When two vertices swap ranking, we say that they interlace. We study the number of interlacing values, and determine upper and lower bounds in different situations.

In Theorem 3.2, we prove that for a directed weighted graph with n vertices, there can be at most n-1 interlacing values for any couple of vertices for the Resolvent Subgraph Centrality. Theorem 3.4, provides a better estimate in the case the graph is simple. In Theorem 3.5, we obtain an upper bound for the number of interlacing values for the Exponential Subgraph Centrality.

These theorems are original results of this thesis.

Many centrality measures have been proposed in the literature. In this thesis, we focus mostly on centrality measures derived from linear algebra and the adjacency matrix of the graph. A survey of the most popular measures is described in chapter 2.1.

In particular, we study the Exponential Subgraph Centrality and the Resolvent Subgraph Centrality. Both centrality measures are defined as the diagonal entry of a certain matrix functions, respectively exponential and shifted inverse (resolvent). This expression can be related, by means of Taylor series, to the sum of closed walks starting and ending in a vertex, appropriately weighted. Both function have a parameter, to give more importance to shorter or to longer walks.

In chapter 2.2 we show a result of Benzi, Klymko for the limit behaviour of the Exponential and Resolvent Subgraph Centrality. As the parameter goes to zero, the ranking of vertices converges to the ranking given by Degree Centrality, while as the parameter grows, the ranking converges to the ranking given by Eigenvector Centrality.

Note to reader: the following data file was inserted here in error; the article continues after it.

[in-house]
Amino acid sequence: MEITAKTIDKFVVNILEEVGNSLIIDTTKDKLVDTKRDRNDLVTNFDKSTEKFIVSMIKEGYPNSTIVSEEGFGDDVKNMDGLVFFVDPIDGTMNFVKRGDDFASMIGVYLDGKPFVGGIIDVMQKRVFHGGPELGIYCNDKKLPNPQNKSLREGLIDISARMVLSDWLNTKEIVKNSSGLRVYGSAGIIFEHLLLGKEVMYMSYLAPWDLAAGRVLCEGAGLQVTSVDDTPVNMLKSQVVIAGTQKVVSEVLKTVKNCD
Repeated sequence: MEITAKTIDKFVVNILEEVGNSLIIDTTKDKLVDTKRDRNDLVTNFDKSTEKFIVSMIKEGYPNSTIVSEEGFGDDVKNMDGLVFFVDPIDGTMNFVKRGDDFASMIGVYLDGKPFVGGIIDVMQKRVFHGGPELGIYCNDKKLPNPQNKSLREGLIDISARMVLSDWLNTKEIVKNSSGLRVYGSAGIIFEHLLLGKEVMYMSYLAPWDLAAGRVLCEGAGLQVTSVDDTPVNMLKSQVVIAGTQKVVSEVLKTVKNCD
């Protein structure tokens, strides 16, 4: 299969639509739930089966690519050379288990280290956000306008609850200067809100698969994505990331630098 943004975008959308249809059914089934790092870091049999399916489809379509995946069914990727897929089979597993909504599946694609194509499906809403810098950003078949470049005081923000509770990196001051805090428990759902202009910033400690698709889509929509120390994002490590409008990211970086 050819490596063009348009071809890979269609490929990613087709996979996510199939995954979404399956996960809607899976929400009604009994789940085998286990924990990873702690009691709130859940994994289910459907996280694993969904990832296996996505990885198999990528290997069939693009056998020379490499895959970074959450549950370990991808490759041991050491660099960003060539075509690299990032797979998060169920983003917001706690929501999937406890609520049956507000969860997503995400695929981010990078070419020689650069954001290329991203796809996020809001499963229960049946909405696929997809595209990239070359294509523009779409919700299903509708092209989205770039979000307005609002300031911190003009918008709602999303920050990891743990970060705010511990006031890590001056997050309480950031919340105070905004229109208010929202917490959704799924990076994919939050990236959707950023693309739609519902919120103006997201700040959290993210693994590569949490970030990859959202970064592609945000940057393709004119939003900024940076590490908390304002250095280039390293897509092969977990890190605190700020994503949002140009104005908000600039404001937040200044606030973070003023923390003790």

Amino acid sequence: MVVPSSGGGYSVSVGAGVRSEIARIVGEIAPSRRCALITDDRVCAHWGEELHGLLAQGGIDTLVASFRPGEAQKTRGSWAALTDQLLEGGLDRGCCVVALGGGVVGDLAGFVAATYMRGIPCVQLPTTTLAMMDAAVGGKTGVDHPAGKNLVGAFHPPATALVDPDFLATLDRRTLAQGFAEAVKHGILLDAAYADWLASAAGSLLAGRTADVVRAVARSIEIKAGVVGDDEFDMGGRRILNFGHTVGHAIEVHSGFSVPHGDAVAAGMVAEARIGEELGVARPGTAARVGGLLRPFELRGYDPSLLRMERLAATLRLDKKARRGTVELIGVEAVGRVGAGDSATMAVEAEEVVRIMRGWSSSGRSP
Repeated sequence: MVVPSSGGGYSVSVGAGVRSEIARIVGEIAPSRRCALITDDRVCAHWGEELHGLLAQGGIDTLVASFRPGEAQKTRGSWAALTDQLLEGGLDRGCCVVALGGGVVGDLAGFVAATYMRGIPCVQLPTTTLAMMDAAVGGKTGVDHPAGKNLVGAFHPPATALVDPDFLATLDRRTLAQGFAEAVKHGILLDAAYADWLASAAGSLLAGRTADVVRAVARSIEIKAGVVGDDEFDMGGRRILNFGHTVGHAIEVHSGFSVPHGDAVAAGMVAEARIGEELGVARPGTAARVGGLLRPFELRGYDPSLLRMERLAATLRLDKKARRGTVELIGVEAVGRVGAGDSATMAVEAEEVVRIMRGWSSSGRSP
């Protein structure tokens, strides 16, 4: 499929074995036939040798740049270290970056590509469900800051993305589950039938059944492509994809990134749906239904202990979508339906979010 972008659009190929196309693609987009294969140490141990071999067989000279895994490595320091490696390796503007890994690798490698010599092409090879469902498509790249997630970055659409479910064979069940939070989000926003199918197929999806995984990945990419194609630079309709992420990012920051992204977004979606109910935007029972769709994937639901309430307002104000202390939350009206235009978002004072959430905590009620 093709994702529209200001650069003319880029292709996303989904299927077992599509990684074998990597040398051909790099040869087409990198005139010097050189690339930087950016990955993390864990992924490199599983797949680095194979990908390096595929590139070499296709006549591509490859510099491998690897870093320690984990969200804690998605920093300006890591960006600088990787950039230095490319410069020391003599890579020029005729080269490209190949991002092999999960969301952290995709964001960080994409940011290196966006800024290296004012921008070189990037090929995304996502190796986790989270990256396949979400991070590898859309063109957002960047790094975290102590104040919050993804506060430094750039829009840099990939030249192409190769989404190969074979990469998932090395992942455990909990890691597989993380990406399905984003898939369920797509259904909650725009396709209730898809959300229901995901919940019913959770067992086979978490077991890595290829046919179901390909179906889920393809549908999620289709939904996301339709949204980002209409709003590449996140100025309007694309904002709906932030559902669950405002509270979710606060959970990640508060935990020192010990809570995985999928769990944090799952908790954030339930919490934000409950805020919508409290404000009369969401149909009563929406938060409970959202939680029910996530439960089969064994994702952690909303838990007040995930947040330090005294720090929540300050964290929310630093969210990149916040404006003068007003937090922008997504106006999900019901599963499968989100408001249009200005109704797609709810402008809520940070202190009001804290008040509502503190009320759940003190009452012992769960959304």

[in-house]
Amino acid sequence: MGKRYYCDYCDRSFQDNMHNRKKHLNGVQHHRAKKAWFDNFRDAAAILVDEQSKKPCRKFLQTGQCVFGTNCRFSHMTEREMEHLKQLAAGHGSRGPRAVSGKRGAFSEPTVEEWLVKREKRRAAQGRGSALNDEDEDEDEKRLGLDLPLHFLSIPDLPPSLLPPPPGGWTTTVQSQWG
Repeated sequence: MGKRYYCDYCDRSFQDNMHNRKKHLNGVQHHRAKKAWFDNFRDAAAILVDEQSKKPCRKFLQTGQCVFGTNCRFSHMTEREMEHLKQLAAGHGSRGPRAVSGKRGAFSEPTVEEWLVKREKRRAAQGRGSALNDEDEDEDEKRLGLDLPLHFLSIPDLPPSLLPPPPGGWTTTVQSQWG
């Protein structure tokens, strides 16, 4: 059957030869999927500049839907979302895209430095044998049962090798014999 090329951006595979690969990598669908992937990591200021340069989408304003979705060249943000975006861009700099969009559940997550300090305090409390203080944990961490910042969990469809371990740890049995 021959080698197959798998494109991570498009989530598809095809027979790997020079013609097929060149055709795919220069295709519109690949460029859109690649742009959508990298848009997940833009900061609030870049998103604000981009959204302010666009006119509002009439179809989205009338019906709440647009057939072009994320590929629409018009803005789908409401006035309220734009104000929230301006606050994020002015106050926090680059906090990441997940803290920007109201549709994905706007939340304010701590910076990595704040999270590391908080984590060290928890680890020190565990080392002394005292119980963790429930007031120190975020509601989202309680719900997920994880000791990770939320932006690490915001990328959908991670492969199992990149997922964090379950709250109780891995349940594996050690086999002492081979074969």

After this brief introduction to centrality measures, we are interested in studying when two “different" vertices have the same score for a centrality measure. We introduce the definition of cospectral vertices, and walk-regular graph, which is a graph with all vertices cospectral. Cospectral vertices are not necessarily identical, but have similar spectral properties, and cannot be distinguished by measures based on linear algebra. A conjecture posed by Estrada, states that a graph is walk regular if and only if all vertices have the same Exponential Subgraph Centrality, with parameter beta=1.

In Theorem 3.7, we prove that two vertice which have the same Exponential Subgraph Centrality, with an algebraic parameter beta, are necessarily cospectral. This results implies the above-mentioned conjecture.

A related problem we are interested in studying, is to determine when a vertex can be more important than the other for some values of the parameter of a centrality measure, and less important for other values.

When two vertices swap ranking, we say that they interlace. We study the number of interlacing values, and determine upper and lower bounds in different situations.

In Theorem 3.2, we prove that for a directed weighted graph with n vertices, there can be at most n-1 interlacing values for any couple of vertices for the Resolvent Subgraph Centrality. Theorem 3.4, provides a better estimate in the case the graph is simple. In Theorem 3.5, we obtain an upper bound for the number of interlacing values for the Exponential Subgraph Centrality.

These theorems are original results of this thesis.